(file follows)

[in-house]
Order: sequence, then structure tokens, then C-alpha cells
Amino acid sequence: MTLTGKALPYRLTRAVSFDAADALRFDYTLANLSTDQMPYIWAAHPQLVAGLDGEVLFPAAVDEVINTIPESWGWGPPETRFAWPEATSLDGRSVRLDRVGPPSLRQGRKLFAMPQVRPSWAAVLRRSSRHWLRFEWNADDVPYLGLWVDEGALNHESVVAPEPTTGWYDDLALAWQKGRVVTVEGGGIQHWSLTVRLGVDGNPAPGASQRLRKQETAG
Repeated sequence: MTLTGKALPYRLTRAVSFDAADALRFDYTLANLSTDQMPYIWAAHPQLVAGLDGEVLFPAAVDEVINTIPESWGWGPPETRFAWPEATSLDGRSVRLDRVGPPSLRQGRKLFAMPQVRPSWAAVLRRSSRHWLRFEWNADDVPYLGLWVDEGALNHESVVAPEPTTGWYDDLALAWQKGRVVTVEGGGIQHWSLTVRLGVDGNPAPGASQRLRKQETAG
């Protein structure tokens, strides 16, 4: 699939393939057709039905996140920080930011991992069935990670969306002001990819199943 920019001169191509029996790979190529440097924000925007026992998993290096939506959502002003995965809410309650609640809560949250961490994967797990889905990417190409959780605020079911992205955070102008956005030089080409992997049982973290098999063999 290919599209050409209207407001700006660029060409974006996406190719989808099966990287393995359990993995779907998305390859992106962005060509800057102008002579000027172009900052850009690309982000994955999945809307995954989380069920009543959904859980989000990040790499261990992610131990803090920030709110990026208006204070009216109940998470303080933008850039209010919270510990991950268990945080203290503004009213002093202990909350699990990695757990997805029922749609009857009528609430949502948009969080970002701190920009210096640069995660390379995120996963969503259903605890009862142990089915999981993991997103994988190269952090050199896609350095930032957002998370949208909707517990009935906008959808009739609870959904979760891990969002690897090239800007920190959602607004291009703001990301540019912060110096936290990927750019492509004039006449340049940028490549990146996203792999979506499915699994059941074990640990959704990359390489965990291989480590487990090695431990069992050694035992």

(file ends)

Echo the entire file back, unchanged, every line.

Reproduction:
[in-house]
Order: sequence, then structure tokens, then C-alpha cells
Amino acid sequence: MTLTGKALPYRLTRAVSFDAADALRFDYTLANLSTDQMPYIWAAHPQLVAGLDGEVLFPAAVDEVINTIPESWGWGPPETRFAWPEATSLDGRSVRLDRVGPPSLRQGRKLFAMPQVRPSWAAVLRRSSRHWLRFEWNADDVPYLGLWVDEGALNHESVVAPEPTTGWYDDLALAWQKGRVVTVEGGGIQHWSLTVRLGVDGNPAPGASQRLRKQETAG
Repeated sequence: MTLTGKALPYRLTRAVSFDAADALRFDYTLANLSTDQMPYIWAAHPQLVAGLDGEVLFPAAVDEVINTIPESWGWGPPETRFAWPEATSLDGRSVRLDRVGPPSLRQGRKLFAMPQVRPSWAAVLRRSSRHWLRFEWNADDVPYLGLWVDEGALNHESVVAPEPTTGWYDDLALAWQKGRVVTVEGGGIQHWSLTVRLGVDGNPAPGASQRLRKQETAG
């Protein structure tokens, strides 16, 4: 699939393939057709039905996140920080930011991992069935990670969306002001990819199943 920019001169191509029996790979190529440097924000925007026992998993290096939506959502002003995965809410309650609640809560949250961490994967797990889905990417190409959780605020079911992205955070102008956005030089080409992997049982973290098999063999 290919599209050409209207407001700006660029060409974006996406190719989808099966990287393995359990993995779907998305390859992106962005060509800057102008002579000027172009900052850009690309982000994955999945809307995954989380069920009543959904859980989000990040790499261990992610131990803090920030709110990026208006204070009216109940998470303080933008850039209010919270510990991950268990945080203290503004009213002093202990909350699990990695757990997805029922749609009857009528609430949502948009969080970002701190920009210096640069995660390379995120996963969503259903605890009862142990089915999981993991997103994988190269952090050199896609350095930032957002998370949208909707517990009935906008959808009739609870959904979760891990969002690897090239800007920190959602607004291009703001990301540019912060110096936290990927750019492509004039006449340049940028490549990146996203792999979506499915699994059941074990640990959704990359390489965990291989480590487990090695431990069992050694035992």